Antwaun Wells

Exactly. That's the point where you're missing. I told the inmates that. I didn't tell the officer nothing.

Lt. Cecil Dooley

Right. Which makes you the person that was instigating.

Brian Reed

They went on like this for more than 20 minutes.

Antwaun Wells

I know you don't like me, just like I don't like you.

Lt. Cecil Dooley

I've never disrespected you and my job has nothing to do with like or dislike.

Antwaun Wells

You disrespected me that day that you didn't ask me my side of the story and you made me pick up dandelions--

Lt. Cecil Dooley

That's not disrespect.

Antwaun Wells

Because you could.

Lt. Cecil Dooley

That's not disrespect.

Antwaun Wells

You power abused because you could. You just admitted it.

Lt. Cecil Dooley

It's not even abuse of power.

Antwaun Wells

OK.

Brian Reed

Finally I interrupted and asked them what they thought about the movie we just watched. Dooley had actually seen it before. He had it recorded on his DVR. And he liked it.

He told me that for several years now, he's felt that the country needs to rethink the way it does corrections. He said he often tells inmates that when they get down to the last three years or so of their sentence, he thinks they should be released early.

Brian Reed

When you see that movie and when you think about your day to day, are you dissatisfied? Are you frustrated with the system, where it's gotten?

Lt. Cecil Dooley

Absolutely. Absolutely.

Brian Reed

What frustrates you most?

Lt. Cecil Dooley

The fact that we have now taken people and made them a monetary commodity. Right now the big thing is the push to privatization. To make money off of prisons, to make money off of people's lives, to make money to incarcerate people. That to me, seems backwards.

Brian Reed

He turned to Antwaun for a second.

Lt. Cecil Dooley

And this is not to push your button or anything like that. I did more in 10 seconds of his life by making him pick up dandelions. He will remember the fact that I came up there and I told him to pick dandelions for arguing with an officer. He will remember that forever.

And if that one issue makes him hate me to the point where he doesn't ever want to put himself in that position again, then I have done my job. I've done my job to correct an action forever.

Brian Reed

What do you think of that, Antwaun? You get that?

Antwaun Wells

I mean, I understand it. But I still don't feel that it's fair.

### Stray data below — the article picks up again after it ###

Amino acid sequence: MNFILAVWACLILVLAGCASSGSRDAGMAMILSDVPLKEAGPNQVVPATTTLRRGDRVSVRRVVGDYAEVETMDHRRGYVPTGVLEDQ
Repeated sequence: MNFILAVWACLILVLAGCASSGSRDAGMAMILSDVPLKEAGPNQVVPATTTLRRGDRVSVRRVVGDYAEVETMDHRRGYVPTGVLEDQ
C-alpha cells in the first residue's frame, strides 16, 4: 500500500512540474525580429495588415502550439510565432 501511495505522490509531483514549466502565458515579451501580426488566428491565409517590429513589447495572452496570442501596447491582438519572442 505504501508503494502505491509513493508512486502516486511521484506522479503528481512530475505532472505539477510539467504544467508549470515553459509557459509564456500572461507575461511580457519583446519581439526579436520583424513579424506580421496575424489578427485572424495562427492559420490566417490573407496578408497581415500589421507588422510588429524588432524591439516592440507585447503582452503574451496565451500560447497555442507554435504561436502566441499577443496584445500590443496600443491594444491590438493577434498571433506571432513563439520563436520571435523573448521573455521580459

Penitentiary to me is just slavery in another form. In my eyes, these is my owners and I have to do what they say, otherwise I have consequences. Just like the slave master. You either do what he say or you get punished.

Brian Reed

Then the conversation got more personal. Lt. Dooley told Antwaun that the last time he got out of prison he had a chance to stay out, to make a different life for himself. But instead he re-offended.

Antwaun said he didn't have many options. And it was around this point that Antwaun and Dooley actually started to hear each other out a bit.

Antwaun Wells

What was I supposed to do? I come from the hood. I come from nothing. You tell me, what was I supposed to do?

Lt. Cecil Dooley

Now you're talking outside my purview, because I don't know where you're from.

Antwaun Wells

Exactly. Exactly. You don't know where I'm from. And I don't feel that you would care.

Me as a person, if I didn't have all the tattoos or whatever, if I had the money to get them removed, you could put me in a white collar neighborhood and I could make it because I have a education. You know what I'm saying? I have two years of college.

I have no other option but to accept my choices I made. You know what I'm saying? I do admit my failures. You know what I'm saying?

But I will say that there were obstacles that at that time, I didn't think right of overcoming, so I chose the wrong way to overcome them.

Lt. Cecil Dooley

You know what? I grew up very poor. I didn't know I was poor. My mom always had two different jobs growing up. I was taking care of my little brother at the age of eight by myself.